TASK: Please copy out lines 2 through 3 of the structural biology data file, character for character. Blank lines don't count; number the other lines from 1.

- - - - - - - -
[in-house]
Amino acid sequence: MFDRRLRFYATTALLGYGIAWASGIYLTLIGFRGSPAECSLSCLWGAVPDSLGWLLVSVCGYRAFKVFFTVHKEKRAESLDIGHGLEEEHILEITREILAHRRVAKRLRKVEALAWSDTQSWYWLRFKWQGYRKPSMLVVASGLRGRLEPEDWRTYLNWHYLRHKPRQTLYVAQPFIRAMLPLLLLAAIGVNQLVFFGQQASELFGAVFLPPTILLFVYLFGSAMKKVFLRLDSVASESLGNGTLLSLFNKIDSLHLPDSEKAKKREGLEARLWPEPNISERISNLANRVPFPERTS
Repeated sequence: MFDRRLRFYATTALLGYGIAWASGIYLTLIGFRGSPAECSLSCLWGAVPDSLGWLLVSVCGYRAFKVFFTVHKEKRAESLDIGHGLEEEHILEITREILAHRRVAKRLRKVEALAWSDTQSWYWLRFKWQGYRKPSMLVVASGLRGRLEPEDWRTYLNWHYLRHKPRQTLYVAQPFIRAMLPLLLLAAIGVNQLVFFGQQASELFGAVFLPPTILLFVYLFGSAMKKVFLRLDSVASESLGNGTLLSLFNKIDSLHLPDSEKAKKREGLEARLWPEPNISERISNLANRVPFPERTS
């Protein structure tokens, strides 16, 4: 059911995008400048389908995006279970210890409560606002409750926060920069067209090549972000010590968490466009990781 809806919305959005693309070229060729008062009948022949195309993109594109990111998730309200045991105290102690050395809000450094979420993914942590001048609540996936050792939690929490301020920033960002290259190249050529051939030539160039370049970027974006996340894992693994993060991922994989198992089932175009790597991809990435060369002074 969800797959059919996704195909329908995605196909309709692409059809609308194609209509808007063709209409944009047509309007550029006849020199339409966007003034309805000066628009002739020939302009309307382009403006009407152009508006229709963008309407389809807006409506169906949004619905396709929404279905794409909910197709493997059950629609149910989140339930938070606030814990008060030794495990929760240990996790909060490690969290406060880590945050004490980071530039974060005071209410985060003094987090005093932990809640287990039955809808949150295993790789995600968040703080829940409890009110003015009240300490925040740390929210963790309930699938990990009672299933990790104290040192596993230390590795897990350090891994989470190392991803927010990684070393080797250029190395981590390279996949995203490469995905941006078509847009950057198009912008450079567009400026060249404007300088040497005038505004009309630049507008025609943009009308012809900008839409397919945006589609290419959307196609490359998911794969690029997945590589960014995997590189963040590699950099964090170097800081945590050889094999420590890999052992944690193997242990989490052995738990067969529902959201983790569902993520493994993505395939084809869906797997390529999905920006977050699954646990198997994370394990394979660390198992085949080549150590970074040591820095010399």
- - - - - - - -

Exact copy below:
Amino acid sequence: MFDRRLRFYATTALLGYGIAWASGIYLTLIGFRGSPAECSLSCLWGAVPDSLGWLLVSVCGYRAFKVFFTVHKEKRAESLDIGHGLEEEHILEITREILAHRRVAKRLRKVEALAWSDTQSWYWLRFKWQGYRKPSMLVVASGLRGRLEPEDWRTYLNWHYLRHKPRQTLYVAQPFIRAMLPLLLLAAIGVNQLVFFGQQASELFGAVFLPPTILLFVYLFGSAMKKVFLRLDSVASESLGNGTLLSLFNKIDSLHLPDSEKAKKREGLEARLWPEPNISERISNLANRVPFPERTS
Repeated sequence: MFDRRLRFYATTALLGYGIAWASGIYLTLIGFRGSPAECSLSCLWGAVPDSLGWLLVSVCGYRAFKVFFTVHKEKRAESLDIGHGLEEEHILEITREILAHRRVAKRLRKVEALAWSDTQSWYWLRFKWQGYRKPSMLVVASGLRGRLEPEDWRTYLNWHYLRHKPRQTLYVAQPFIRAMLPLLLLAAIGVNQLVFFGQQASELFGAVFLPPTILLFVYLFGSAMKKVFLRLDSVASESLGNGTLLSLFNKIDSLHLPDSEKAKKREGLEARLWPEPNISERISNLANRVPFPERTS